Deuteronomy 25:1-3 “If there is a dispute between men and they go to court, and the judges decide their case, and they justify the righteous and condemn the wicked, 2 then it shall be if the wicked man deserves to be beaten, the judge shall then make him lie down and be beaten in his presence with the number of stripes according to his guilt. 3 He may beat him forty times but no more, so that he does not beat him with many more stripes than these and your brother is not degraded in your eyes.
In today's blog we want to look at a principle I find frequently throughout the Old and New Testament: "God's provision before the need".1
How is it that God provides before the need? How was it that He provided for His people, Israel, back in the Old Testament concerning their needs? Furthermore, how do the provisions recorded in passages such as Deuteronomy 25-26 reveal the greatest need of mankind: salvation? To answer these questions, I want to first of all list mankind's three ultimate needs, followed by the specific provisions for specific needs in Deuteronomy 25-26, with a final section showing how God was going to meet man's ultimate need through His ultimate provision - Jesus Christ.
Mankind's Ultimate Needs
The Bible tells us of three ultimate needs for everyone born into this world:
1. Payment for sin. Romans 3:23, 6:23
2. Personal Savior. Matthew 1:21, 1 Timothy 1:15
3. Promise of resurrection. Job 14:14; Heb 2:14
Specific Provisions in Deuteronomy 25-26
Now just tuck those ultimate needs in the back of your mind, because in a moment we will return to them. In Deuteronomy 25 we want to highlight three provisions God was prescribing for His people. These laws may appear random and irrelevant, however all scripture is Divinely inspired and is profitable. (2 Timothy 3:16).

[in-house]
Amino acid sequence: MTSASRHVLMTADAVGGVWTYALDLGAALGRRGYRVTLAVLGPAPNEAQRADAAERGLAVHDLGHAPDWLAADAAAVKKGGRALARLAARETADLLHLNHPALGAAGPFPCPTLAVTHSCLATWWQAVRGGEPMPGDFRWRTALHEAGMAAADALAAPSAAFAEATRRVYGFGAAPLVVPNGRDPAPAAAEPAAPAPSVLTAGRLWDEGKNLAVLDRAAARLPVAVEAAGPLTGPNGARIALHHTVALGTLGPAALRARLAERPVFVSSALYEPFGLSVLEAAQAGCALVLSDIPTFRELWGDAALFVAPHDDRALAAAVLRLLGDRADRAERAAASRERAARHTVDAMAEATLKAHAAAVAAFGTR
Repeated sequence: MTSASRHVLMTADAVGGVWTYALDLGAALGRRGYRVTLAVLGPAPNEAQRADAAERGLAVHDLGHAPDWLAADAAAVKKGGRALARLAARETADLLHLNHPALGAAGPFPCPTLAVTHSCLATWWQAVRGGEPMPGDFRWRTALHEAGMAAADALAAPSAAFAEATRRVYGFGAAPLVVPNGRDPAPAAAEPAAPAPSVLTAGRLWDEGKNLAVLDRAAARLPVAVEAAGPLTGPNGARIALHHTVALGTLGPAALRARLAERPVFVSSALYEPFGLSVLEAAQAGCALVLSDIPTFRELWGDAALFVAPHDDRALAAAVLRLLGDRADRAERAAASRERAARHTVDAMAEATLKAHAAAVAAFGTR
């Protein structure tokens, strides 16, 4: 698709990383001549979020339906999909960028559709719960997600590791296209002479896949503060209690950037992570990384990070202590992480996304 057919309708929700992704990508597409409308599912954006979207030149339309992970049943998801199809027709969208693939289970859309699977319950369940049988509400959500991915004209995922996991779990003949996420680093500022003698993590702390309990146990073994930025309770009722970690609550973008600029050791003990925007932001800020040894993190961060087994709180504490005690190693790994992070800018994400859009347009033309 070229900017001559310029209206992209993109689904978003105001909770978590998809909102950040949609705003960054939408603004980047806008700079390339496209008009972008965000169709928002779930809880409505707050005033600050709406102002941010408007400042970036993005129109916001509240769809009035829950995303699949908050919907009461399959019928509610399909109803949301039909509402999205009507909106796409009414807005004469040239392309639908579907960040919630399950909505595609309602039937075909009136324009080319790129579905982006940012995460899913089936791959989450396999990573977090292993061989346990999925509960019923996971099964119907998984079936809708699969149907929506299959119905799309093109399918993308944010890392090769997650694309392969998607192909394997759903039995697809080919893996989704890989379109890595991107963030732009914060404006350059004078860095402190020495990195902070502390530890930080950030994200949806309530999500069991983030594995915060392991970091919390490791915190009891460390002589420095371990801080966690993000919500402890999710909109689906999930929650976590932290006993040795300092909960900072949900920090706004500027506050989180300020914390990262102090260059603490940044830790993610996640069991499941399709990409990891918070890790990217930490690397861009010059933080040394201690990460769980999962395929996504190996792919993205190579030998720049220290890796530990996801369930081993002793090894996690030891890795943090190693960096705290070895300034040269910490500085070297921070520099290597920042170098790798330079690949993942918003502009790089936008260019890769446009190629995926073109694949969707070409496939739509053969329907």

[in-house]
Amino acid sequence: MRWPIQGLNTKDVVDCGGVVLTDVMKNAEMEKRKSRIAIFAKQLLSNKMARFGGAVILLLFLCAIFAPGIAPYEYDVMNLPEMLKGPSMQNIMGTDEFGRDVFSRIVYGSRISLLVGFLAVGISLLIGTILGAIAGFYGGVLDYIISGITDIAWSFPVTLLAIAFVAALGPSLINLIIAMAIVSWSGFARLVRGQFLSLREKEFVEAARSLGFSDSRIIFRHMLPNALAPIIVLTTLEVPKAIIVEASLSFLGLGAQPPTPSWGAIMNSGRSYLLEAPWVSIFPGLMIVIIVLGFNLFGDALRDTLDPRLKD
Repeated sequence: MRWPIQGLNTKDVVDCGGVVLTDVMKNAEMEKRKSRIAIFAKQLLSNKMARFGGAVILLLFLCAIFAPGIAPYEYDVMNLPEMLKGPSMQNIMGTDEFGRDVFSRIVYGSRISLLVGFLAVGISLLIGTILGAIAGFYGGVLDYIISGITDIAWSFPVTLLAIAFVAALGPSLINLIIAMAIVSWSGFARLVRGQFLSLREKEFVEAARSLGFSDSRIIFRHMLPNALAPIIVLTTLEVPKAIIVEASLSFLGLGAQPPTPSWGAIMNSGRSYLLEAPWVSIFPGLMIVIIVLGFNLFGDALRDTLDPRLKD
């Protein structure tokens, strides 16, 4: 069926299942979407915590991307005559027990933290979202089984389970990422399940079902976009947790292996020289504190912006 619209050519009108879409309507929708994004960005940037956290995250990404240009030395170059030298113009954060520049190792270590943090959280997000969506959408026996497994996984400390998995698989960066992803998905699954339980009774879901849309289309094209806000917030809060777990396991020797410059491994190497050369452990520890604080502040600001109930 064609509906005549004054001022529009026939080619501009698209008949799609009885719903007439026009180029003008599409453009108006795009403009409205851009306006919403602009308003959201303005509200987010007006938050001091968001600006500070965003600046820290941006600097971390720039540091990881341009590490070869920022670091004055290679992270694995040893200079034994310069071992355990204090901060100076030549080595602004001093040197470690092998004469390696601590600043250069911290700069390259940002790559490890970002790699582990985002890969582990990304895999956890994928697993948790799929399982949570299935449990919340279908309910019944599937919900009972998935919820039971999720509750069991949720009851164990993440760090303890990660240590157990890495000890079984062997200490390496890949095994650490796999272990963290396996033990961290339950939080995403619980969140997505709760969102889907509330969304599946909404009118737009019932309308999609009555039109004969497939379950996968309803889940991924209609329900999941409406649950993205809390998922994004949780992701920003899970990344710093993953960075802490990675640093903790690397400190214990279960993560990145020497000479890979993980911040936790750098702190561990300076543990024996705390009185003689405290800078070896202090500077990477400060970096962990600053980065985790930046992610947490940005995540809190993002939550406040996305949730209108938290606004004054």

The first provision is a legal provision (Deuteronomy 25:1-4). The need was going to be for a justice system in the promised land once the Jews crossed over after Moses' death. How would they know how to punish offenders, and what standards would they use to exercise justice? God spells that out by not allowing criminals to be beaten with more than 40 lashes (one of the chief punishments in the ancient world).
The second provision was a relational provision (Deuteronomy 25:5-10). Lets say you were a woman who had not born a child for your husband. Suddenly he dies, leaving you a widow. In a culture where carrying on a person's name meant everything, God prescribed that the nearest male relative to the dead husband marry the widow to carry on the dead man's bloodline. The Book of Ruth illustrates this prescription most clearly, with Ruth the Moabitess losing her first husband, and later on being wedded to that man's nearest of kin - Boaz. This relational provision, spoken of elsewhere in the Old Testament, is what we call "The Kinsman Redeemer". Such a provision ensured the continuation of a man's name and bloodline, as well as ensuring the widow provision and protection.
The third provision is a promise provision, found in Deuteronomy 26:1-11. God had promised Abraham and his descendants the land of Canaan as an inheritance. Once Moses died, those descendants would cross the Jordon River under Joshua's leadership into the promised land. In order to demonstrate to themselves and to others that they were heirs to God's promise, God prescribed the "law of the first-fruit". Simply put, whatever crops they grew, the first stalks of corn or wheat would be brought to the priest at the temple. After rehearsing the redemptive account of God's delivery of their ancestors out of Egypt, the people would have proof from that "first-fruit" of God coming through on His redemption of them, and that better days for them were to come.